Schizobasis intricata

Steve Marak
Tue, 19 Aug 2008 19:45:09 PDT

I picked up one of these at a cactus and succulent show several years ago 
(I have a similar fascination for such things) and also have found it to 
be easy and undemanding. Frost free, of course, and in my climate (NW 
Arkansas, USA) shaded during mid-day but fairly high light in the morning, 
as long as watering isn't extreme either way it seems quite happy in a 
standard fast-draining mix. Mine seems to be the typical form and not the 
unusual one Dylan mentioned.

It's never gone dormant, even when the days hit 38 C (100 F) outdoors and 
at least 43 C (110 F) in the corner of the greenhouse where the C&S live. 
It flowers frequently and as Roy noted every flower seems to produce seed. 
I've collected some (it is an exercise in patience) to send to the BX; 
I've held off because I wasn't sure how viable it was - you'd think I'd 
have this everywhere by now, with all the seed that's gotten away, but 
only a couple. (Unlike the Anacampseros arachnoides I got at the same time
- similarly self-fertile but every single seed of that germinates. Not a 
bulb, but if anyone wants any I can almost supply wholesale quantities.)


On Tue, 19 Aug 2008, Roy Herold wrote:

> Jim,
> What a coincidence, there was a nice Schizobasis intricatus in *our*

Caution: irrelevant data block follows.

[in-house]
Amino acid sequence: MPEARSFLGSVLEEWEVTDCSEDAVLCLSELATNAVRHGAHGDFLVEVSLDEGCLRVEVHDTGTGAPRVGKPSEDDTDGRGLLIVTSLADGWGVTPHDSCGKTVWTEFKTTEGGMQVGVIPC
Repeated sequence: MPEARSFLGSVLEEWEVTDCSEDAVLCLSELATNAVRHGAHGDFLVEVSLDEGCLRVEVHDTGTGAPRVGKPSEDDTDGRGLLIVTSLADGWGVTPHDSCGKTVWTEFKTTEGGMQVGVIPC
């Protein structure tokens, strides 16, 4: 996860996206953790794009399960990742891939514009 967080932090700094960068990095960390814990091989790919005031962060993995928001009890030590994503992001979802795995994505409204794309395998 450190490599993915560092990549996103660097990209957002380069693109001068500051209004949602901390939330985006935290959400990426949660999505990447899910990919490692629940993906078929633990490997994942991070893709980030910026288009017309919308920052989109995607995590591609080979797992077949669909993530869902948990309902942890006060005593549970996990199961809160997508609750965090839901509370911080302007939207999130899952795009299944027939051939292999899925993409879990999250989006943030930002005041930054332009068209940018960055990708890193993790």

> cactus and succulent show this past weekend, and it got a blue ribbon. 
> This is an easy bulb to grow, and can be treated similar to boweia. It 
> may or may not go dormant in hot weather--the one in our show did not, 
> but mine did. The flowers are exceedingly self fertile, and each will 
> produce seed without an active pollinator. I would have sent some of 
> mine into the BX, but they always drop before I can collect any.
> --Roy
> James Waddick wrote:
> > 	I confess a mini-obsession - let's call it 'fascination' with 
> > succulent plants.  I was at the local Cactus and Succulent show to 
> > enjoy the variety* when I saw a new plant (many actually). This plant 
> > is Schizobasis intricata a  bulbous Liliaceae superficially similar 
> > to the common Boweia volubilis, but 'more so'.
> > 
> > 	Does any know or grow this plant? Is it difficult to 
> > cultivate? The annual herbaceous growth is even more finely divided 
> > than in Boweia and it seems to bloom easily with tiny white flowers.

-- Steve Marak

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